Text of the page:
The Undergraduate Student Government formed a task force to look into the correlation between off-campus crime and street lighting. Credit | Courtesy: USG

Late night walks home are inevitably a part of every college student’s life, whether it’s a late night at the library or out with friends. For upperclassmen, this usually means a trek back to their off-campus housing and a well-lit walk can be paramount to that walk being safe.

This past spring, the Undergraduate Student Government put together a task force to examine the state of off-campus street lighting in areas populated by Ohio State students and its correlation with crime.

“We have in multiple years past received a lot of questions about this,” said Sunder Sai, who has now graduated but headed the task force in the spring. “I really wanted to take the approach of using hard data, numbers and research as a way to possibly influence policy.”

For Sai, arriving at the creation of this task force was personal and something he sought out with his position in student government.

“My sophomore year I was walking off campus on a dark street, and I was mugged and assaulted, and I had to be taken to the hospital,” he said. “I really just didn’t want anyone else to go through what I went through so I sort of used student government as a platform to enact change and focus on the issue of off-campus lighting.”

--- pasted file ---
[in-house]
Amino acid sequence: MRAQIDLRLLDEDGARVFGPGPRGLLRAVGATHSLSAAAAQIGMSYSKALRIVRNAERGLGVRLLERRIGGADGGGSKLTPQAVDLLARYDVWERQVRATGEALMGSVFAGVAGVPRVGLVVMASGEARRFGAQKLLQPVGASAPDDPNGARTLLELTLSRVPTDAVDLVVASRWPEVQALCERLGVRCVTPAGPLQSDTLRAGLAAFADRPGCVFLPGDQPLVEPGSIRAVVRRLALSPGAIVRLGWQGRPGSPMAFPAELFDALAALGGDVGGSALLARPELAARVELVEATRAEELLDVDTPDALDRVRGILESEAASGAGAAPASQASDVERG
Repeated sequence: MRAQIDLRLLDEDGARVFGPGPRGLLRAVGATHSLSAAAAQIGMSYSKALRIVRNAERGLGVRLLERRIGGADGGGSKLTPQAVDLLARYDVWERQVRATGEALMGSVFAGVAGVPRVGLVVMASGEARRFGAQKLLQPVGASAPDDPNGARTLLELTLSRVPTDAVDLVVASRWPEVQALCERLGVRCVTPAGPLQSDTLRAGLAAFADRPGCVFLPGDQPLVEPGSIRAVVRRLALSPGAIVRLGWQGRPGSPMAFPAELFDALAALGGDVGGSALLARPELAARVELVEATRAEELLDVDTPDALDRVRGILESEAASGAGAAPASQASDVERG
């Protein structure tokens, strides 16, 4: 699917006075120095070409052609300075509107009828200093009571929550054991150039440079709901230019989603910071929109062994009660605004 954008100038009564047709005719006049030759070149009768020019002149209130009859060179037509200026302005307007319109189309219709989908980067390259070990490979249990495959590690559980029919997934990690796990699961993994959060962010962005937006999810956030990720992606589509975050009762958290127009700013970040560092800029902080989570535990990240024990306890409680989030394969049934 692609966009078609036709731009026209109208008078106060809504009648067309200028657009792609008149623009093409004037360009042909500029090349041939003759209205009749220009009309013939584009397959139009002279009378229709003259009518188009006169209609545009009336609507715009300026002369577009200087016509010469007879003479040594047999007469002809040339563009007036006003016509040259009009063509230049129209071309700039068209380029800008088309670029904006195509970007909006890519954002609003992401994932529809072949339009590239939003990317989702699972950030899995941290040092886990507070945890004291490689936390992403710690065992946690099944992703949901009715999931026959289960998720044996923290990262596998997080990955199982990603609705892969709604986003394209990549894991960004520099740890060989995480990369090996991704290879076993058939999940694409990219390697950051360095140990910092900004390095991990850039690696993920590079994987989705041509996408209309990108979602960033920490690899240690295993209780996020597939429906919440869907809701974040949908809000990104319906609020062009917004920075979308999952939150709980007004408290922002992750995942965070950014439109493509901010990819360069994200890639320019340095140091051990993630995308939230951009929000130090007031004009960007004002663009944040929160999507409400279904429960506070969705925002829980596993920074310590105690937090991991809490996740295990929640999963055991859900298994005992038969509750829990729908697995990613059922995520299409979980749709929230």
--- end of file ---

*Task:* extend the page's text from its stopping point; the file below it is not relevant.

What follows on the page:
The task force was created and set out to learn how to do proper research in order to present a report based in numbers and not anecdotal evidence. This included preliminary reading of appropriate studies in the field as well as learning how to use lux meters to measure the amount of light in an area.

What the task force found, according to its report, is a definitive correlation between the amount of crime on an off-campus street and the amount of lighting on that street, with the poorer lit streets experiencing more instances of crime.

The task force came up with four main recommendations which focused around improving the lightning as well as the system for reporting faulty lighting. When making recommendations the task force took into account how financially demanding it can be to construct new light posts.

“What we found through our research is we might be able to look at this a different way. Maybe not put more light posts up but maybe reconsider the type of lighting used,” Sai said. “Also just updating light posts. We saw many outdated light posts that just weren’t proficient.”

In addition to cost-efficient upgrades to lighting the report recommends improving the process for reporting a faulty light post.

“When someone sees a light post is out they always wonder how to report it,” Sai said. “When we investigated that procedure we saw some issues there. Sometimes there wasn’t an accurate way to find out how to report.”

The university did not have specific comment on this report since it has not been formally presented with recommendations.

USG plans to present its findings formally to either the CIty of Columbus or Ohio State at some point this coming year, but it has not been able to yet since the study itself took longer than expected.

“The project took so long that it actually led up to the end of the school year,” Sai said. “This summer we have been discussing ways we would like to approach city council or the Ohio State administration.”